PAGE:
“What we know is that very little of what’s going on with women and sex is below the waist,” says Anita Clayton, a professor at the University of Virginia’s Center for Psychiatric Clinical Research and co-author of “Satisfaction: Women, Sex and the Quest for Intimacy.” “Almost all of it is above the neck.”

Maybe for some women. But can I just vouch for the rest of us whose experience says that while our imagination, thoughts, and emotions matter – a lot – the sensations below our neck are equally important. (For that matter, the neck itself is a wonderfully erogenous area.) If you really think that the yummy tactile stuff doesn’t matter, you’re either lucky or inexperienced and never had a truly clueless lover.

Isn’t it just an updated version of “good girls don’t” to believe all women want from sex is intimacy? Sure, most of us want that too – but not necessarily every time, nor with every partner. Many or most of us also want pleasure.

But what’s a gal to do if her libido is flagging? So far, there aren’t any great solutions. A handful of promising drugs have either failed to help women (like Viagra itself) or failed to clear the FDA. Women sometimes get prescribed testosterone; sometimes it helps. The WaPo story says a couple of new drugs are in the pipeline. Let’s see if they make it past the FDA.

Not everyone regards low desire as a problem. Some women and (news flash!) some men may be perfectly content with little or no desire. And if so, they won’t be intrinsically motivated to take a pill to increase it. They’d first have to want to change the situation: they’d need to desire desire in the first place. And they don’t. If they don’t miss it, why bother?

Of course, the partners of low-desire men and women commonly see this quite differently. That’s how Dr. Schnarch stays in business. Low libido can become a major stressor on a relationship. Conversely, a bad relationship will also depress desire. But the causes of low desire are chemical and hormonal, and they can’t all be chalked up to relationship failures.

But does that make low desire a medical condition? And why is there a diagnosis called “female sexual dysfunction” that measures women’s libido but no corresponding one for men?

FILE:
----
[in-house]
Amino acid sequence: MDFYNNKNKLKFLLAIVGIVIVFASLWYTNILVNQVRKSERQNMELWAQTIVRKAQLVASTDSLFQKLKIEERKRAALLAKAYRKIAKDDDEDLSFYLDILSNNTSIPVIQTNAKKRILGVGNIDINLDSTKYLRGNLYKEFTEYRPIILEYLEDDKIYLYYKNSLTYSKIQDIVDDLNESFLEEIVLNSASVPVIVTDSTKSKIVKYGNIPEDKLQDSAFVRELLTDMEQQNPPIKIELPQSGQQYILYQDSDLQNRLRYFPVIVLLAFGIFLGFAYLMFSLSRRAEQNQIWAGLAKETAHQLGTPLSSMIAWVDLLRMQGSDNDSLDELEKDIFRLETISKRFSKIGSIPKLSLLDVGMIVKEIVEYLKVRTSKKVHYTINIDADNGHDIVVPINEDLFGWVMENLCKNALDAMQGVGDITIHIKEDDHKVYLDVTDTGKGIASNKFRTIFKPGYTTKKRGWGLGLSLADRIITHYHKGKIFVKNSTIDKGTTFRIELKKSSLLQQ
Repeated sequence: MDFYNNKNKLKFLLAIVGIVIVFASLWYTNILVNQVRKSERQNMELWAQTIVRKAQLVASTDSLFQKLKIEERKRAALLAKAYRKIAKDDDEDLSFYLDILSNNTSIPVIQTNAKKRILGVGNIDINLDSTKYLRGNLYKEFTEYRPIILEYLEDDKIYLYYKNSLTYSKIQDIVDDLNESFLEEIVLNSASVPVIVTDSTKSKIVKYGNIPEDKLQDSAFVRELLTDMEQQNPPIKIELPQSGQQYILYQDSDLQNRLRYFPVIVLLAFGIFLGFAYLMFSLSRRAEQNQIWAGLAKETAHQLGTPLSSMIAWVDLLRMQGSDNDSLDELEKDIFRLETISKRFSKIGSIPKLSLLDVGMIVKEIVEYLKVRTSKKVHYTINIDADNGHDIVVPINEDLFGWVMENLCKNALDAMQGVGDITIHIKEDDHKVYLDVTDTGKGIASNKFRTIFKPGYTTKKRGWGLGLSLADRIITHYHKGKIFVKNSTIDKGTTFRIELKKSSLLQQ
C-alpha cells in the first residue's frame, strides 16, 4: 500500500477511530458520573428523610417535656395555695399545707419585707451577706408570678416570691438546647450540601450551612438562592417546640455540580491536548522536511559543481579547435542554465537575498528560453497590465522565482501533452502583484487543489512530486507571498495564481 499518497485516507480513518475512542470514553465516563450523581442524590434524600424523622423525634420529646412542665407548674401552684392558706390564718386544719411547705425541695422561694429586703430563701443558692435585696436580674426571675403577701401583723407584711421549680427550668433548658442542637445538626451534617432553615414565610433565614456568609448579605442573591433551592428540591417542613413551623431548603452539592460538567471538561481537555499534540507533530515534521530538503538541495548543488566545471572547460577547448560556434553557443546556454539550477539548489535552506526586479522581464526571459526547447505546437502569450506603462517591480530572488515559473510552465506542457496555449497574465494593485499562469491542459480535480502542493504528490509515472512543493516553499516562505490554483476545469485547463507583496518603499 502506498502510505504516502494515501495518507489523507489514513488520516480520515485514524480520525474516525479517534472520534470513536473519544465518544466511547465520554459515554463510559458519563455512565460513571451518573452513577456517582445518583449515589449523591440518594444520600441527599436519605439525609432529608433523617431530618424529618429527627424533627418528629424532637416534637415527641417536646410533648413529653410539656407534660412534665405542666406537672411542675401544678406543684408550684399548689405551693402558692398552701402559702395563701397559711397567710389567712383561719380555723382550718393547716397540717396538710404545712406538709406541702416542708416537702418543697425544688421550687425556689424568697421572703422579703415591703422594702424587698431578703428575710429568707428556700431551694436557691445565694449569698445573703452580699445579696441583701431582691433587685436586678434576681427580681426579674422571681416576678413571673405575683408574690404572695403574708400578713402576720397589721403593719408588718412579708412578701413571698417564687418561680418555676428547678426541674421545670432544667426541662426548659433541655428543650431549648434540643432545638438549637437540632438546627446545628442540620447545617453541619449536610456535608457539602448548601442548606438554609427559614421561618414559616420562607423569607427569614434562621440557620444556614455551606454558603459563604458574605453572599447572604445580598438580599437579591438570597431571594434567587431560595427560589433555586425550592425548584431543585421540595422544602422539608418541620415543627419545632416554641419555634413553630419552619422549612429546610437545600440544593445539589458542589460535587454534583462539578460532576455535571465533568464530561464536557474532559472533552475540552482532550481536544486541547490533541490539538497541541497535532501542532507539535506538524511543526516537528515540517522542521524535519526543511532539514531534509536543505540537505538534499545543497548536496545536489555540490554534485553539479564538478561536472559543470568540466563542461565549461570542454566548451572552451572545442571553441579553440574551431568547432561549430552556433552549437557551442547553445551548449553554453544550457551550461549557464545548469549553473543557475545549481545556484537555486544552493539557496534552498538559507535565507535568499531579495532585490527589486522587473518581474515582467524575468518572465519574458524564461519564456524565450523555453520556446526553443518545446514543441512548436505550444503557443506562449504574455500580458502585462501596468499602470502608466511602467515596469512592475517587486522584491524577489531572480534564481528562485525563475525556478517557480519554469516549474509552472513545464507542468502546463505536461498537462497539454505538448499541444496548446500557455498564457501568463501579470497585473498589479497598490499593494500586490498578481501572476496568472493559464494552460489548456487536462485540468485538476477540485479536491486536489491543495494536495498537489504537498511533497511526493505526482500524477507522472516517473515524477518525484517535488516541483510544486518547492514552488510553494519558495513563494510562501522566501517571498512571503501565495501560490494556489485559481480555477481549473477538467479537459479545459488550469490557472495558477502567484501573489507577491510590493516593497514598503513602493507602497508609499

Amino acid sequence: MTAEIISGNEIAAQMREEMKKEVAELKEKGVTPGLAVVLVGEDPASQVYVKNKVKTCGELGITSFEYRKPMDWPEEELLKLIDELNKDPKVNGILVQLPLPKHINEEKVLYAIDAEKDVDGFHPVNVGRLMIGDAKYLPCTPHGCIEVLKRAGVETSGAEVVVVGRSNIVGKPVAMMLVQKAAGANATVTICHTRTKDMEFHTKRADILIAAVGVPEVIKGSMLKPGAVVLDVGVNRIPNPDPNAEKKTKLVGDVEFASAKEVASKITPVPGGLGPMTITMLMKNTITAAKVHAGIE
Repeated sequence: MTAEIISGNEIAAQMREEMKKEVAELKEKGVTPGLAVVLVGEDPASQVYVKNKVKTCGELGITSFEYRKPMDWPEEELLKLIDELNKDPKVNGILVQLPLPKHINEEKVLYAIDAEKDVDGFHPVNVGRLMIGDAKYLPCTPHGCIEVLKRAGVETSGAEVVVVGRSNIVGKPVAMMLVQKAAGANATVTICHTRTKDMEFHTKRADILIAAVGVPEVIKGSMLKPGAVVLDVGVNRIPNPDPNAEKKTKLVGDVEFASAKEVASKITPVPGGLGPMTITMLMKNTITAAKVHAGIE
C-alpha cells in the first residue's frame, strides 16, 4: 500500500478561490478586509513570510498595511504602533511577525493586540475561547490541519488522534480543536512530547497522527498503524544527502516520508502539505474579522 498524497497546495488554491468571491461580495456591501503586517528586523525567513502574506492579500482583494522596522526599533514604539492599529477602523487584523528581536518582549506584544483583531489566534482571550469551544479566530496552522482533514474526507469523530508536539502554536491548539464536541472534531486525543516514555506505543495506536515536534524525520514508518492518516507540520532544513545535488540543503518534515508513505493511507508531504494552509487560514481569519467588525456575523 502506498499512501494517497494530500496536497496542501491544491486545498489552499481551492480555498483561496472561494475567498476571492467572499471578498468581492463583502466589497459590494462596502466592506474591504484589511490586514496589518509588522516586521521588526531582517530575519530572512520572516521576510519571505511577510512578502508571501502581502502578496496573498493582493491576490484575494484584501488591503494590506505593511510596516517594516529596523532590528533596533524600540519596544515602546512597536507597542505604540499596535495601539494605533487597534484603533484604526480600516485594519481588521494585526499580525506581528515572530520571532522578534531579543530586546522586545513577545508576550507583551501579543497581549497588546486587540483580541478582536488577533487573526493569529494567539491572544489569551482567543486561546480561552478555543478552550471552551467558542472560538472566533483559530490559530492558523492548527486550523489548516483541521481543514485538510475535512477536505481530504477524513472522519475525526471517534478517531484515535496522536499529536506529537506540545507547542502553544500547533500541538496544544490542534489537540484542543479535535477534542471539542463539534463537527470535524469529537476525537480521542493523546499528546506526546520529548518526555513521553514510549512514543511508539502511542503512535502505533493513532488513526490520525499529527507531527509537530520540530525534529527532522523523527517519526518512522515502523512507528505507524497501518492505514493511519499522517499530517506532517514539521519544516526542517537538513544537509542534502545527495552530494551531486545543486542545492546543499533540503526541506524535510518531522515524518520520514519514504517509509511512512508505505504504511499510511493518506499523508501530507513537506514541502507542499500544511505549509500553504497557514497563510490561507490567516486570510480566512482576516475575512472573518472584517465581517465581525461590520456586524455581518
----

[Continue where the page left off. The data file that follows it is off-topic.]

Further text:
The obvious sexism in this makes me agree with Leonore Tiefer, a psychologist the WaPo quotes on how the search for a female Viagra is medicalizing women’s sexuality:

“Drug companies want to say to women, ‘You don’t need to know anything; you can have the satisfying sex life that you seek — people dancing on TV, the whole bit — without knowing anything. Just ask your doctor,’ ” she says. “I resent that, because there are specific harms that come from being ignorant and dependent in the world we live in. There may be lots of people who aren’t interested in sex, but is there a medical reason for that, and do we diagnose that?”

The problem here is not merely that women’s sexuality is being medicalized – that is, being brought under the umbrella of medical authority, which holds the danger that “experts” will define our desires for us. Even more, women’s desires are being outright pathologized. So now we’re abnormal if our desire ebbs – but we’re still prone to slut-shaming if we enjoy and own up to a strong libido. Smells like another double bind to me.

But again, not everything is reducible to ideology. Millions of women are deeply unhappy about their low libido, and it’s not always just due to a mismatch with their partner’s libido. Often desire does a slow diminuendo over time, leaving women grieving their losses, as the WaPo story captures poignantly:

Women like Virginia, a 60-year-old native of Britain and an artist who, for privacy reasons, asked that her last name be omitted. She’d spent years asking doctors for medical help to boost her sex drive, which had once been voracious. All of them, she says, “rolled their eyes and harrumphed and tried to change the subject.”

“But when I was younger, a really strong libido was just part of who I was,” she goes on. “Losing that was like losing a good friend.”

One of my basic principles is that we all need to take people’s experiences seriously. We need to listen to what they say about their own lives, their own bodies. If we don’t, we not only invite personal unhappiness (our and others’), we also risk creating social institutions that are blind to people’s needs. Tiefer’s critique is right, as far as it goes, but it fails to note that the issue of low desire is not just an offshoot of medicalization, it’s a painful loss for many women.

If life after menopause feels anything like the months after childbirth, when hormones dampen most new mothers’ desires, I can see how this would be distressing. If I’d been Catholic, I could’ve joined a convent during those months and not missed a thing. But it was a temporary phase, whereas Virginia can only expect desire to decline. I think women deserve a chance to get back in touch with that old lost “friend.” If that comes in the form of a pill, maybe accepting further medicalization is a reasonable trade-off, just as I believe it was for oral contraceptives.

Perhaps what critics of medicalization like Tiefer and me need to focus on is not the mere fact of medicalization but the broader relationships between medicine and society, doctors and patients. If we cease to see doctors as über-experts and instead expect them to be partners in an expansive, holistic approach to health, I don’t think we need to sacrifice our autonomy and authority when it comes to our bodies, our experiences. We can reject ignorance and dependence, as Tiefer urges, without being a Luddite about new medical technologies. I know, I know – that’s easier said than done.

High libido kitteh from I Can Has Cheezburger?